Also, there’s one more minor, but important, change Lyft needs to make to the driver app. Often, when a rider selects a restaurant or hotel as their destination (instead of entering a street address), the driver only sees the name of the place, they don’t see an address. Every single Lyft driver hates this. Knowing the name of a restaurant or hotel doesn’t always help the driver. Lyft needs to change the driver app so that it always displays the address of a destination, not just the proper name of the business. This issue has been the bane of all Lyft drivers for years now, and it’s such an easy fix. Just change it Lyft.
Improve The Rider App
In addition to revamping the driver app, Lyft also needs to revamp the rider app, again with help from Apple if possible. In addition to starting a frequent rider program, Lyft should also explore adding a payments system to the rider app, similar to what Grab has done in Southeast Asia. The reason for this is that it’s something that Uber isn’t doing that good be a substantial additional revenue stream for Lyft.
Improve Small Business Targeting And Revive Corporate Partnerships
If possible, Lyft should restart its strategic partnerships with Ola or Grab. This may be a tall order since eventually Lyft, Ola, and Grab intend to operate in the same markets. However, when it comes to increasing your user base, every little bit helps, and these types of partnerships generally don’t cost much. Additionally, Lyft needs to do a better job of targeting small and medium sized businesses. A version of the frequent rider program mentioned earlier could also work to entice businesses with less than 500 employees. While doing this might entail hiring additional sales staff, in order to further expand its user base, Lyft has to try things it hasn’t done it before.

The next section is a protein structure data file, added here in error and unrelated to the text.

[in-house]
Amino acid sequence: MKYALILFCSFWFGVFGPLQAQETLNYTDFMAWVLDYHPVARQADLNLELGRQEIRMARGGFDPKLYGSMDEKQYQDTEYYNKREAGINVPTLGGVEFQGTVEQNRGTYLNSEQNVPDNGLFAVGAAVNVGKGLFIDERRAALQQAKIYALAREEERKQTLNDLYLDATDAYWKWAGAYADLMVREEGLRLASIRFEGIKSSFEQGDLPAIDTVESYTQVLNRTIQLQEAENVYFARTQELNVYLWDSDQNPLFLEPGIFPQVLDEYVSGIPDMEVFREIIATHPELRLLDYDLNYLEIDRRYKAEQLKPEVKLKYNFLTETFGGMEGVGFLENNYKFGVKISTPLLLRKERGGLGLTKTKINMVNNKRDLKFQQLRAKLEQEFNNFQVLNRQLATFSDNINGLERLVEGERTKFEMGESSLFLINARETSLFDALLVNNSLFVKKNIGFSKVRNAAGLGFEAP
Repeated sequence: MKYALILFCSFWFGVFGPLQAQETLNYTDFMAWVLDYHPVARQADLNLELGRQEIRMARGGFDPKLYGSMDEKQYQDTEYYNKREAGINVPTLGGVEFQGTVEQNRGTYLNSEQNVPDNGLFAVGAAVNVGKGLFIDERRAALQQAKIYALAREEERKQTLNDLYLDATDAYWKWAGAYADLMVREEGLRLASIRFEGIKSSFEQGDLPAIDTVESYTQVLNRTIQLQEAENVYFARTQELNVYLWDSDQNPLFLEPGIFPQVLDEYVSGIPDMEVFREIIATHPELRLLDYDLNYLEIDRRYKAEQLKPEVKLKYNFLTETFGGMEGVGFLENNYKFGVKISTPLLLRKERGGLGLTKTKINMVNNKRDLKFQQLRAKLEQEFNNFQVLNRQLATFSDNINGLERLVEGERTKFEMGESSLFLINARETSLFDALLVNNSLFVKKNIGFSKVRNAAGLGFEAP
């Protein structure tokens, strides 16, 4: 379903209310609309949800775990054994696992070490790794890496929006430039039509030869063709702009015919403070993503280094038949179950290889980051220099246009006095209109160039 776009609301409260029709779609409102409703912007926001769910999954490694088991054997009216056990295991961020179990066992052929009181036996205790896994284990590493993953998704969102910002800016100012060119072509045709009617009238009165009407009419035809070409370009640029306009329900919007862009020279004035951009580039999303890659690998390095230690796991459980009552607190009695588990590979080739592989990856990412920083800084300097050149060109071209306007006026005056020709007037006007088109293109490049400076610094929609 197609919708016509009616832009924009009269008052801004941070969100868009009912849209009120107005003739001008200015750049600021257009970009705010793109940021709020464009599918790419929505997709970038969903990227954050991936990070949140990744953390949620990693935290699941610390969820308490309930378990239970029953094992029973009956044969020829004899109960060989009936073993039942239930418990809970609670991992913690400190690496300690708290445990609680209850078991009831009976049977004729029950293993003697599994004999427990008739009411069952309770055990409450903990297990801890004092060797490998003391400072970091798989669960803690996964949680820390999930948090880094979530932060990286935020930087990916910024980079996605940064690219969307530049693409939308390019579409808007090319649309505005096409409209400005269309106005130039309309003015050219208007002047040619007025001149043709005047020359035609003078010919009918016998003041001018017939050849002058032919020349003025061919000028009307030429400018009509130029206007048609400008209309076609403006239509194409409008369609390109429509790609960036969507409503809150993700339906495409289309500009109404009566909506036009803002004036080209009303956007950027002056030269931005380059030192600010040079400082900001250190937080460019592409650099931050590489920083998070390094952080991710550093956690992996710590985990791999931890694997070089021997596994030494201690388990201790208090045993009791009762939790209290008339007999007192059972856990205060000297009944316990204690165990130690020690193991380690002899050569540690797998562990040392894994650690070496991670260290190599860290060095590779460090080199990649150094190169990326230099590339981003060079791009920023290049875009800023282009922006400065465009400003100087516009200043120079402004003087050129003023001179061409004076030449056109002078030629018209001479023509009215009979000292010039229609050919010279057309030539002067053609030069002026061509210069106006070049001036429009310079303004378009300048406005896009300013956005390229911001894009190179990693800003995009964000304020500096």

Pilot A Food Delivery service In A Few Markets
Another thing Lyft should explore in 2018 is starting a food delivery service, similar to UberEATS. Uber has had a terrible 2017 overall, but UberEATS has actually been a bright spot for the company. Uber operates UberEATS in over 100 markets, and it’s profitable in roughly a third of them.
Starting a food delivery service will help Lyft in a couple of ways. It will make Lyft more competitive in suburban areas where Uber is usually stronger. It will also incentivize full and part time Lyft drivers to stay online during the slower times of day. This will in turn lower overall passenger wait times on the Lyft system.
Explore Advertising As An Additional Revenue Stream (and give drivers a cut)
The last thing Lyft should do is to develop an in-app and in-vehicle advertising program that shares revenue with the drivers. There are already a number of companies that provide rideshare drivers with an additional source of revenue through in car advertising. Lyft should buy one of these companies, integrate its functionality with the driver and rider apps, and give the driver a cut.
I didn’t include raising rates on this list because Lyft, and everyone else in the world, already knows drivers want higher rates.
If you drive for Lyft, and have some more ideas of what they should do in 2018, leave them in the comments below.
Be sure to check back tomorrow for the 3 things Uber needs to do to win in 2018.